Br. Christopher Damian Johnson, O.P.
Novice, Central Province, USA
So what do you do as a Novice? I received this question quite frequently from family, friends and others that I met this past year. My answer has evolved, but my initial response is usually, “A lot of nothing…”
This answer sums up the year fairly well; to the busy, frantic world, it seems like we are doing nothing productive as novices. As I heard another brother describe it, the novice experience is all about detoxing; ridding ourselves of the bad habits of our former life in the world, and taking on the new habits of St. Dominic.
Beginning in August when I took on the habit of the Friars Preachers both literally and figuratively, I have sought to replace the worldly habits of busyness, constant noise, impropriety, and self-centeredness with the habits of contemplation, silence, modesty and humility. I began the year “doing prayer,” in other words, seeking to accomplish a list of set prayers and meditation, I’ve slowly evolved to just “being,” seeking to dispose myself to quiet, so that my Creator can come and be with me.
In taking on the habit of St. Dominic, my novice brothers and I have worked to embody the teachings of St. Augustine and St. Dominic; to recognize that our lives must be lived in service to the ideal of bringing about the conversion of souls and the sanctification of our brothers. This demands a certain sense of humility and the willingness to subvert our “wants” to the needs of the Church, Order and our brothers.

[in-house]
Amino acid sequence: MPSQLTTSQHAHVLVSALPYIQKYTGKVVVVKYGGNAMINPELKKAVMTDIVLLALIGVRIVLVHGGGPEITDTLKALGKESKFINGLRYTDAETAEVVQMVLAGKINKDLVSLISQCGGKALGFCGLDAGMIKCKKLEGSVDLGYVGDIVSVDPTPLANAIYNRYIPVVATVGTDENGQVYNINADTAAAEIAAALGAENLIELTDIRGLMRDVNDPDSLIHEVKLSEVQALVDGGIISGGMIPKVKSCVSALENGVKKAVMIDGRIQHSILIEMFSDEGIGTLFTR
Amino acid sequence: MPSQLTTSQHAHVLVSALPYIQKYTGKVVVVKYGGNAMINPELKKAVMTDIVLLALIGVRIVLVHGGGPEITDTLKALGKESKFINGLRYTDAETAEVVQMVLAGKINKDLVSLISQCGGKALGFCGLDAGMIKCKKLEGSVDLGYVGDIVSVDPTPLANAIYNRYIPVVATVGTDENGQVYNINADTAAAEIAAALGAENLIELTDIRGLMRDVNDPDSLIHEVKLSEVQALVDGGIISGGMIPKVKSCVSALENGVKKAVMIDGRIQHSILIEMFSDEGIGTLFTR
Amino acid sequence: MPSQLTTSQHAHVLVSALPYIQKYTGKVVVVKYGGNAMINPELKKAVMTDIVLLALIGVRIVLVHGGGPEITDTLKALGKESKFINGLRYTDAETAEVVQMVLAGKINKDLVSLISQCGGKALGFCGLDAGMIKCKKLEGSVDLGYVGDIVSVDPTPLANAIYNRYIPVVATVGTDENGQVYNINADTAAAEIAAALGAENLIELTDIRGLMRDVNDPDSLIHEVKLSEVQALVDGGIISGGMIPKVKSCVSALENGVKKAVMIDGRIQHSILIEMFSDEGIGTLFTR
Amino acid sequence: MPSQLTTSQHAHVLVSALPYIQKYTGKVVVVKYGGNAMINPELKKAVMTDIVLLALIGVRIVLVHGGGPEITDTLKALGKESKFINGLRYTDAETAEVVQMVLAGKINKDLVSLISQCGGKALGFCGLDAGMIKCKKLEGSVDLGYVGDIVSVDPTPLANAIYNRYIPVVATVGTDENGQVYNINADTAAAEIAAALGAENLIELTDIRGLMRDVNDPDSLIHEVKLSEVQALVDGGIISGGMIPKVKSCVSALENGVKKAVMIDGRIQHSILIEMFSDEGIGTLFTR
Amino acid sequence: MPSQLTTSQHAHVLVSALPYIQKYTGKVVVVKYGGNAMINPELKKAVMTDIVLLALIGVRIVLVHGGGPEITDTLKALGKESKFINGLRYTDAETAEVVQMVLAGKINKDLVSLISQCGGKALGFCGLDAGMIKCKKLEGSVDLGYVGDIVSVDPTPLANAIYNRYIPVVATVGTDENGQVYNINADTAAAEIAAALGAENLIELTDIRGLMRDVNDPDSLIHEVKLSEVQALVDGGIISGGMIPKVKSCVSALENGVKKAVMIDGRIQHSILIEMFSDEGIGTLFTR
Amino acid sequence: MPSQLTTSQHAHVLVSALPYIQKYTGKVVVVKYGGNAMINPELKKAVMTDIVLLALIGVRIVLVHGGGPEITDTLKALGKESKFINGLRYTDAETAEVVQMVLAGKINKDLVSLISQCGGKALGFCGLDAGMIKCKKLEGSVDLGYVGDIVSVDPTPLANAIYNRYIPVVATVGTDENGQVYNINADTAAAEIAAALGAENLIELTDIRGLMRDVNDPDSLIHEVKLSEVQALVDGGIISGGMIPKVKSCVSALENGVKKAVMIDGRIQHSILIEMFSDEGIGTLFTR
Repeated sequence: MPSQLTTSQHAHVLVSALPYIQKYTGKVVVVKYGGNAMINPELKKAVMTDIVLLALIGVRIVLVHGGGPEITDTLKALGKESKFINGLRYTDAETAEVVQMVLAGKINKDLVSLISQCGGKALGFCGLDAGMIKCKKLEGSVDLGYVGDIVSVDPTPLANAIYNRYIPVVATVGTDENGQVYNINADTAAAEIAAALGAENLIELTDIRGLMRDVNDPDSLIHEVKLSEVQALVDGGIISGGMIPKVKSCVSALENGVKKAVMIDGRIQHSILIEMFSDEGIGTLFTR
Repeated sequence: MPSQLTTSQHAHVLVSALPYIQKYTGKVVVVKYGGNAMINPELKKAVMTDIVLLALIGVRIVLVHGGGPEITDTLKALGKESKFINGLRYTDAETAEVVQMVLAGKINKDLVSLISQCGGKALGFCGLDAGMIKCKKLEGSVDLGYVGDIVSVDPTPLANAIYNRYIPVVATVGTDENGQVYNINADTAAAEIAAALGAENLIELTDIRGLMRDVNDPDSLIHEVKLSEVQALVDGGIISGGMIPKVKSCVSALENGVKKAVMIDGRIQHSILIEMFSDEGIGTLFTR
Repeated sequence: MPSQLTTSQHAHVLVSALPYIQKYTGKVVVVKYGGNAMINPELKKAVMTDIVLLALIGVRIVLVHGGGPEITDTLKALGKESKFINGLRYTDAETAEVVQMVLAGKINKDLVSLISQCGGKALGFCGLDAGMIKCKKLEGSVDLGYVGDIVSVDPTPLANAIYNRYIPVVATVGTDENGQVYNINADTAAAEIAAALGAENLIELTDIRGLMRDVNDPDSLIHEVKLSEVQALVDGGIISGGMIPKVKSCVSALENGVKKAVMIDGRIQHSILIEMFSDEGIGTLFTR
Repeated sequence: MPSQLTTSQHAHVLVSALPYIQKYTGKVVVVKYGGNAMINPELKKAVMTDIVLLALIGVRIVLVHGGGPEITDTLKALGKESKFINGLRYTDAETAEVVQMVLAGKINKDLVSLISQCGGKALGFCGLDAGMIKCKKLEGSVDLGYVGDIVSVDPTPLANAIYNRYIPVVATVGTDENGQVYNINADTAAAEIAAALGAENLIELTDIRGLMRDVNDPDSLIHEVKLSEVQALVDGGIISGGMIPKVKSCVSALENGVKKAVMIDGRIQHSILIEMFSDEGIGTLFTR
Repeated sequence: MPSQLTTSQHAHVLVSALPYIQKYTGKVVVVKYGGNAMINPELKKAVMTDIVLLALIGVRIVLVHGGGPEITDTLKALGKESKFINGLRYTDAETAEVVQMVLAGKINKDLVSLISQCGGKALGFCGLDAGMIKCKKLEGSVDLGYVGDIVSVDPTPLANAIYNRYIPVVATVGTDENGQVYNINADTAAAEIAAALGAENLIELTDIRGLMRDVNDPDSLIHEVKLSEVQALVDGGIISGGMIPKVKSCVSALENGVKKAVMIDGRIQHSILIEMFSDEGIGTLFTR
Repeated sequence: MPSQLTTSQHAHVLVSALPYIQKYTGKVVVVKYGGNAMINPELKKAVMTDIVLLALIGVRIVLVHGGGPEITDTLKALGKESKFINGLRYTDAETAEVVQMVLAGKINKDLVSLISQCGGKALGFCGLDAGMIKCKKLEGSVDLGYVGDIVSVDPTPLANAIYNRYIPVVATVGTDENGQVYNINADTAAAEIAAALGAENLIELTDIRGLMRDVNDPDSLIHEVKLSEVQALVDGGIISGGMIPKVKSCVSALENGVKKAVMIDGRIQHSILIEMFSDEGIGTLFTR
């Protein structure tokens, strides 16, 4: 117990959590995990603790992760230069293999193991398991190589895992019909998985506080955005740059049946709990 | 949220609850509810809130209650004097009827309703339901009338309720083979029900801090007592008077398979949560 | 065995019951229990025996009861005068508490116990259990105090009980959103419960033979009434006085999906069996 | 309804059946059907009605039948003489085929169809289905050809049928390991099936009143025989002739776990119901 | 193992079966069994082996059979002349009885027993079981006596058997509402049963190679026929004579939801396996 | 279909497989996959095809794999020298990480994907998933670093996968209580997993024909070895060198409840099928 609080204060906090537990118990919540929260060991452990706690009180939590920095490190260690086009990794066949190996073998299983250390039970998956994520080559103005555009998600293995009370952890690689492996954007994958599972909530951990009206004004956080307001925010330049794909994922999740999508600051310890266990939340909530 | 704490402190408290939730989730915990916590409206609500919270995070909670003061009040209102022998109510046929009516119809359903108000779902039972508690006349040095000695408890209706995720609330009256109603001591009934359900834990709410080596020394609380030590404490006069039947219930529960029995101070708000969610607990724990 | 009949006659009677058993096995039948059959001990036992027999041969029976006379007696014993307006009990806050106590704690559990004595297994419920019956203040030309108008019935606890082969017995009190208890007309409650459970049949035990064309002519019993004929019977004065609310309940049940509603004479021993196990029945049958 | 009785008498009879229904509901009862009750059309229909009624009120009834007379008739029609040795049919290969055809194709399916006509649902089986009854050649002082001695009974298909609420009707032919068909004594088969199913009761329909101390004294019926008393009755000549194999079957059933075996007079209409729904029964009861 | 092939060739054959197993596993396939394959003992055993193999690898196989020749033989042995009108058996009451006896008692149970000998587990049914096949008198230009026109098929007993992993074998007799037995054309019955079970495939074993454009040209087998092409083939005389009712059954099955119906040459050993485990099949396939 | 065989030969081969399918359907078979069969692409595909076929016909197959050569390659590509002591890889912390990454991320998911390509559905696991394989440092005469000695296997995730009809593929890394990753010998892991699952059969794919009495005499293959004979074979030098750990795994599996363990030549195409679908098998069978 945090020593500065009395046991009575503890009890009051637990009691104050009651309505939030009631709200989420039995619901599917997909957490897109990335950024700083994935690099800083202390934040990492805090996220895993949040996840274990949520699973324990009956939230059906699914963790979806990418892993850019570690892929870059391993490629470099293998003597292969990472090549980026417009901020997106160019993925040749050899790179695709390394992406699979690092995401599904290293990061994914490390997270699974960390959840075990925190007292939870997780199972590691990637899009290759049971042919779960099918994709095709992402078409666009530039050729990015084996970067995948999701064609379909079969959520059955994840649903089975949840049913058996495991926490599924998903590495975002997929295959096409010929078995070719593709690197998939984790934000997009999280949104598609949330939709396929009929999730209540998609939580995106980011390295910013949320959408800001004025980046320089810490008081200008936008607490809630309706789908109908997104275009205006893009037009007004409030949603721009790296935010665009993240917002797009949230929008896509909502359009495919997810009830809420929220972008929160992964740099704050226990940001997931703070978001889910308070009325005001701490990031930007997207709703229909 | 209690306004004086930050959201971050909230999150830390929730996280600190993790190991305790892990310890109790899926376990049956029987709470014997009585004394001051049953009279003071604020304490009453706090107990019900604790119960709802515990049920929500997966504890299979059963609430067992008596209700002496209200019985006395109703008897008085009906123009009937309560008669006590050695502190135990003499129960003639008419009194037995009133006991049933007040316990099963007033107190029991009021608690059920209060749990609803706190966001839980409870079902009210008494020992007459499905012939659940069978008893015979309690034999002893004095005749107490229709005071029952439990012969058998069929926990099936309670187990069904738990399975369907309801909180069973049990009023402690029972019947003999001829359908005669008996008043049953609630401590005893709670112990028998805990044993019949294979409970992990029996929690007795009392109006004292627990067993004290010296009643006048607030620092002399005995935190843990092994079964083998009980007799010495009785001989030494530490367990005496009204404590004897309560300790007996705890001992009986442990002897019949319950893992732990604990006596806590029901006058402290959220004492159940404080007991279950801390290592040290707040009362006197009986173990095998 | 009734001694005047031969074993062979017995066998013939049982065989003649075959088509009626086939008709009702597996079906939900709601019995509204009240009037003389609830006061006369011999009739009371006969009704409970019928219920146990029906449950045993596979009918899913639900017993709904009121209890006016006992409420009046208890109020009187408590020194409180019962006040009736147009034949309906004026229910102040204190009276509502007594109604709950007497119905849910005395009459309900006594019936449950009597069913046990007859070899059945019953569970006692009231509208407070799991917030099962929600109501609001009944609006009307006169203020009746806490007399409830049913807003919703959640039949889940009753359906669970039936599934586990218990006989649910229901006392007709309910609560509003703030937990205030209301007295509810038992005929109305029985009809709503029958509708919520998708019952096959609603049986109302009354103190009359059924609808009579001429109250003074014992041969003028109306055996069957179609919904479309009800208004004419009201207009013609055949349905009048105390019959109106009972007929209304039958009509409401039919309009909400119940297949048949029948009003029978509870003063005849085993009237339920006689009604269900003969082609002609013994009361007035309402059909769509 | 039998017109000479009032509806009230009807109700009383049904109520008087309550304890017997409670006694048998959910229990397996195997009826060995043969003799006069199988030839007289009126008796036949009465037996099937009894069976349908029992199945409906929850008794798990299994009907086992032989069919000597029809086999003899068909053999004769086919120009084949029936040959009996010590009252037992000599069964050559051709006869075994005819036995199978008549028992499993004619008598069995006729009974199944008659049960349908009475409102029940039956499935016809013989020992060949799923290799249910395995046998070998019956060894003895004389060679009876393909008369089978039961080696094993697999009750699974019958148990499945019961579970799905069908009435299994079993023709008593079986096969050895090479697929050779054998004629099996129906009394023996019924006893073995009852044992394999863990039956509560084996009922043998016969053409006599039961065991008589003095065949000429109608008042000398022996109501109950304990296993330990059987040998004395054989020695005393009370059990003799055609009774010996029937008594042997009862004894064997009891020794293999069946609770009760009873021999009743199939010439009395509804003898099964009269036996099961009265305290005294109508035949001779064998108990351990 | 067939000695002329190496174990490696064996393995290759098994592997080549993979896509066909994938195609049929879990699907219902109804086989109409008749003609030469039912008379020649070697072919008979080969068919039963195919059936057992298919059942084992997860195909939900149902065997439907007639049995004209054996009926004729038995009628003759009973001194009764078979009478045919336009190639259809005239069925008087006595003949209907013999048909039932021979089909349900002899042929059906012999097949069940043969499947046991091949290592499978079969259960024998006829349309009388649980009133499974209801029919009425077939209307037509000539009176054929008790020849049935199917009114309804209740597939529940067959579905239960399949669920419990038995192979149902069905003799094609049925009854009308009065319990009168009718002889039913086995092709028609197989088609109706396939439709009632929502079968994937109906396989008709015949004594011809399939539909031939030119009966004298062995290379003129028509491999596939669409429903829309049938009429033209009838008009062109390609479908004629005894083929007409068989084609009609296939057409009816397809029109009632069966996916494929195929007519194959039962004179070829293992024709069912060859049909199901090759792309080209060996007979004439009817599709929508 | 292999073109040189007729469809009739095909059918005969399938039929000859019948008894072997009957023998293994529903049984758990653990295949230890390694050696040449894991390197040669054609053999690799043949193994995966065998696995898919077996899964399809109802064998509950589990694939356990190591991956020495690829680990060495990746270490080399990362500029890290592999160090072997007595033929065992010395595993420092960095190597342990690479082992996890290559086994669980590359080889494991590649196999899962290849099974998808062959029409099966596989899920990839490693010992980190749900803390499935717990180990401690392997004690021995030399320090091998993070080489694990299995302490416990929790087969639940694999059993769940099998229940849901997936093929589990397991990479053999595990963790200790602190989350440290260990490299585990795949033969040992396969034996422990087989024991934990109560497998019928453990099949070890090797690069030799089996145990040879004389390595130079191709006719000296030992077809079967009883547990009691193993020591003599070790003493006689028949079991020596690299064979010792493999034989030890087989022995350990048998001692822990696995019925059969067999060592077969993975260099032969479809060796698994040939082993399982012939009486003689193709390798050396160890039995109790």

This is best exemplified through our vows of poverty, chastity and obedience and in facing the challenge of learning to live in community; learning how to be a brother to men who came from throughout North America with vastly different life experiences. We were to be not just roommates and co-workers, but to be brothers; to build a community of accountability, trust and faith.
Finally, in taking on the habit of St. Dominic, I had to learn how to wear it; how to sit, stand and bow in chapel, how to behave in public and how to become the face of the Order to the world. I, along with my brothers, was given the opportunity to serve the community at schools, nursing homes and charities, as well as to address audiences and recall the faith journey that brought me to this place. It is an unnerving experience at first to be called upon to be the incarnation of an 800 year-old institution, one in which I frequently asked myself, “Am I walking, talking and acting like a Dominican?” But as time went on, I grew into the habit and learned how to walk up staircases, eat soup and how to interact with parishioners and the people I worked with in my ministry. I learned to be the best-version-of-myself; Dominican novice Brother Christopher.
I am grateful to God, the Order, and our benefactors for giving me the opportunity for a novice year, and I prayerfully await the continued revealing of God’s plan for my life in the Order.